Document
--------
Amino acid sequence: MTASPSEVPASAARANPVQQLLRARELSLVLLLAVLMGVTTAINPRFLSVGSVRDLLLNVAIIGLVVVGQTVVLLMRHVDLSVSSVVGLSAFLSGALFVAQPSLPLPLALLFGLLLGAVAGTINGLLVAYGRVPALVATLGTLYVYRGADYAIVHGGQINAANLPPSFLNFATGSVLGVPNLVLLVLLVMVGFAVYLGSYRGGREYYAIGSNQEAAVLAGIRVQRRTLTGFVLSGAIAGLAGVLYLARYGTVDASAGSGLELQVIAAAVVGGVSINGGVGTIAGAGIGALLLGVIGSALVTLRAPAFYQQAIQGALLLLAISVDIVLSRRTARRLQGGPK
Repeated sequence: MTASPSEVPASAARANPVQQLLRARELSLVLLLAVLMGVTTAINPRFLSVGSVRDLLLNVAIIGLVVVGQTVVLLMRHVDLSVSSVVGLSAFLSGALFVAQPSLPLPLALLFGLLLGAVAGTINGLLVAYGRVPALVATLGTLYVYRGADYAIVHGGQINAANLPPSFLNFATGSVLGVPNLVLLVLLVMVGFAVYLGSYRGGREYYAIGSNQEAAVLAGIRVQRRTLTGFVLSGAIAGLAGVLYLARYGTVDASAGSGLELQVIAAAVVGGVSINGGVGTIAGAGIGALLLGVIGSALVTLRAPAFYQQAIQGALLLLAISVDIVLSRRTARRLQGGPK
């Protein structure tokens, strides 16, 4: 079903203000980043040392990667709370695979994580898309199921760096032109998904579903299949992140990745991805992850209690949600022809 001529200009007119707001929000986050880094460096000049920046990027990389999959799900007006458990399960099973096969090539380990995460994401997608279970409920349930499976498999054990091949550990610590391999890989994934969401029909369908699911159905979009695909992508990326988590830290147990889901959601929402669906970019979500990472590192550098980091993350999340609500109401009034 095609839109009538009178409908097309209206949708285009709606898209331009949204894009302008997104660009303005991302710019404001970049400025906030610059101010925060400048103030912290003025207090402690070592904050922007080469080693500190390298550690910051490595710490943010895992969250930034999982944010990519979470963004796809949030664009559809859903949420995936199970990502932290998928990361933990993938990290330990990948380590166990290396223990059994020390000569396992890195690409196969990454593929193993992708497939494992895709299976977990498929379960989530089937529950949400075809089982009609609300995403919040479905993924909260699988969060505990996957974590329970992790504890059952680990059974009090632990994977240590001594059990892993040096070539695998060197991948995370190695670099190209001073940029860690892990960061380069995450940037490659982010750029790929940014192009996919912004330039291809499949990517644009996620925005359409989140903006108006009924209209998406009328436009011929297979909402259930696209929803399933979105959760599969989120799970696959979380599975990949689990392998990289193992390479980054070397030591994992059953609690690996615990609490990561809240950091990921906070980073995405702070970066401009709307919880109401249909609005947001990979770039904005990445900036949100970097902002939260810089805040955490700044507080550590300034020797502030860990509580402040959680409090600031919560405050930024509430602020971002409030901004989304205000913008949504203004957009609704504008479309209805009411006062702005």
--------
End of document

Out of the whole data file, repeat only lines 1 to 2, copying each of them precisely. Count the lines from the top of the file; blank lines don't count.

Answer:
Amino acid sequence: MTASPSEVPASAARANPVQQLLRARELSLVLLLAVLMGVTTAINPRFLSVGSVRDLLLNVAIIGLVVVGQTVVLLMRHVDLSVSSVVGLSAFLSGALFVAQPSLPLPLALLFGLLLGAVAGTINGLLVAYGRVPALVATLGTLYVYRGADYAIVHGGQINAANLPPSFLNFATGSVLGVPNLVLLVLLVMVGFAVYLGSYRGGREYYAIGSNQEAAVLAGIRVQRRTLTGFVLSGAIAGLAGVLYLARYGTVDASAGSGLELQVIAAAVVGGVSINGGVGTIAGAGIGALLLGVIGSALVTLRAPAFYQQAIQGALLLLAISVDIVLSRRTARRLQGGPK
Repeated sequence: MTASPSEVPASAARANPVQQLLRARELSLVLLLAVLMGVTTAINPRFLSVGSVRDLLLNVAIIGLVVVGQTVVLLMRHVDLSVSSVVGLSAFLSGALFVAQPSLPLPLALLFGLLLGAVAGTINGLLVAYGRVPALVATLGTLYVYRGADYAIVHGGQINAANLPPSFLNFATGSVLGVPNLVLLVLLVMVGFAVYLGSYRGGREYYAIGSNQEAAVLAGIRVQRRTLTGFVLSGAIAGLAGVLYLARYGTVDASAGSGLELQVIAAAVVGGVSINGGVGTIAGAGIGALLLGVIGSALVTLRAPAFYQQAIQGALLLLAISVDIVLSRRTARRLQGGPK